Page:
- Telecommunications — Knowledge of transmission, broadcasting, switching, control, and operation of telecommunications systems.
- Fine Arts — Knowledge of the theory and techniques required to compose, produce, and perform works of music, dance, visual arts, drama, and sculpture.
- Education and Training — Knowledge of principles and methods for curriculum and training design, teaching and instruction for individuals and groups, and the measurement of training effects.
- Speaking — Talking to others to convey information effectively.
- Active Listening — Giving full attention to what other people are saying, taking time to understand the points being made, asking questions as appropriate, and not interrupting at inappropriate times.
- Critical Thinking — Using logic and reasoning to identify the strengths and weaknesses of alternative solutions, conclusions or approaches to problems.
- Coordination — Adjusting actions in relation to others' actions.
- Monitoring — Monitoring/Assessing performance of yourself, other individuals, or organizations to make improvements or take corrective action.
- Reading Comprehension — Understanding written sentences and paragraphs in work related documents.
- Time Management — Managing one's own time and the time of others.
- Writing — Communicating effectively in writing as appropriate for the needs of the audience.
- Judgment and Decision Making — Considering the relative costs and benefits of potential actions to choose the most appropriate one.
- Complex Problem Solving — Identifying complex problems and reviewing related information to develop and evaluate options and implement solutions.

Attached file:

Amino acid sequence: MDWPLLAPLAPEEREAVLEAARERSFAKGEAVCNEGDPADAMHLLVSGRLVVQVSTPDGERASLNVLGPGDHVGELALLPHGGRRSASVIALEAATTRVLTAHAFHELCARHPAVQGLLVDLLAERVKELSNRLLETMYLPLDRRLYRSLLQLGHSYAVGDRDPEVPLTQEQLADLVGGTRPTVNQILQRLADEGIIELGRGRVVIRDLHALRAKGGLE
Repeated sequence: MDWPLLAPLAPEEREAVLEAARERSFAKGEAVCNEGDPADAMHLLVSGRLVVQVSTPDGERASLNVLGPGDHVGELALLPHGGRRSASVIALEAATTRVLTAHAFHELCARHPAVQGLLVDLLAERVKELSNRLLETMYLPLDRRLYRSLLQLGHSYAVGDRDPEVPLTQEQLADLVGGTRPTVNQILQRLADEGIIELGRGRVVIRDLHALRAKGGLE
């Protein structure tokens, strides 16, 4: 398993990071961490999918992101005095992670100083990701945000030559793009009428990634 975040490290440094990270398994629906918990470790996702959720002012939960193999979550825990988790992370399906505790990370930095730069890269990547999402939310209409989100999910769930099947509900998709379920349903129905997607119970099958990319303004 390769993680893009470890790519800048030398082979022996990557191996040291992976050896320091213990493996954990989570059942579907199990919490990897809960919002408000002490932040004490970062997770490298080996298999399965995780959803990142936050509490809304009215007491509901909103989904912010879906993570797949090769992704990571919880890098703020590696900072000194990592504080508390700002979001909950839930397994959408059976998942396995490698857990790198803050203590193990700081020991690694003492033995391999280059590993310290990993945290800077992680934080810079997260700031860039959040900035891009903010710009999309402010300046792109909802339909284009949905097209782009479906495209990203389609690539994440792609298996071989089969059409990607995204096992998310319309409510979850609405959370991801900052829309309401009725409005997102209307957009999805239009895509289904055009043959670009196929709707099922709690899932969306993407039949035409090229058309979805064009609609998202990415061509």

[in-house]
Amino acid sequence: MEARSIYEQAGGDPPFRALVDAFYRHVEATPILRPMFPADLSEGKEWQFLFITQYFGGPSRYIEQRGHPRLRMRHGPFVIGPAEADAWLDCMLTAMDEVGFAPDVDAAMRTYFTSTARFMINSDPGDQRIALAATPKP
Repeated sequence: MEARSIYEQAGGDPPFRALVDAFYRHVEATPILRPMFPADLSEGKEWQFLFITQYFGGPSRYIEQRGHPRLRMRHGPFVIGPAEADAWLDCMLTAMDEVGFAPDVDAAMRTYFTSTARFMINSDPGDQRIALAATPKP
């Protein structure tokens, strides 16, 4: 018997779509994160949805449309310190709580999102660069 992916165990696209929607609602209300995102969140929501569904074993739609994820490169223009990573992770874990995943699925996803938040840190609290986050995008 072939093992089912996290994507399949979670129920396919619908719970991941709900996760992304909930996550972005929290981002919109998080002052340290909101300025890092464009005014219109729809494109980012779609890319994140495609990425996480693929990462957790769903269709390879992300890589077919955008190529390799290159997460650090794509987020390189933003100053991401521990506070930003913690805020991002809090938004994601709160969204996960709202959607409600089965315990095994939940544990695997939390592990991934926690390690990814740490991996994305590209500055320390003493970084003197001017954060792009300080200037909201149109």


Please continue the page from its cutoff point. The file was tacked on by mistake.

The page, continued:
- Social Perceptiveness — Being aware of others' reactions and understanding why they react as they do.
- Management of Personnel Resources — Motivating, developing, and directing people as they work, identifying the best people for the job.
- Negotiation — Bringing others together and trying to reconcile differences.
- Active Learning — Understanding the implications of new information for both current and future problem-solving and decision-making.
- Persuasion — Persuading others to change their minds or behavior.
- Systems Analysis — Determining how a system should work and how changes in conditions, operations, and the environment will affect outcomes.
- Oral Comprehension — The ability to listen to and understand information and ideas presented through spoken words and sentences.
- Oral Expression — The ability to communicate information and ideas in speaking so others will understand.
- Problem Sensitivity — The ability to tell when something is wrong or is likely to go wrong. It does not involve solving the problem, only recognizing there is a problem.
- Written Comprehension — The ability to read and understand information and ideas presented in writing.
- Deductive Reasoning — The ability to apply general rules to specific problems to produce answers that make sense.
- Speech Clarity — The ability to speak clearly so others can understand you.
- Speech Recognition — The ability to identify and understand the speech of another person.
- Written Expression — The ability to communicate information and ideas in writing so others will understand.
- Near Vision — The ability to see details at close range (within a few feet of the observer).
- Inductive Reasoning — The ability to combine pieces of information to form general rules or conclusions (includes finding a relationship among seemingly unrelated events).
- Originality — The ability to come up with unusual or clever ideas about a given topic or situation, or to develop creative ways to solve a problem.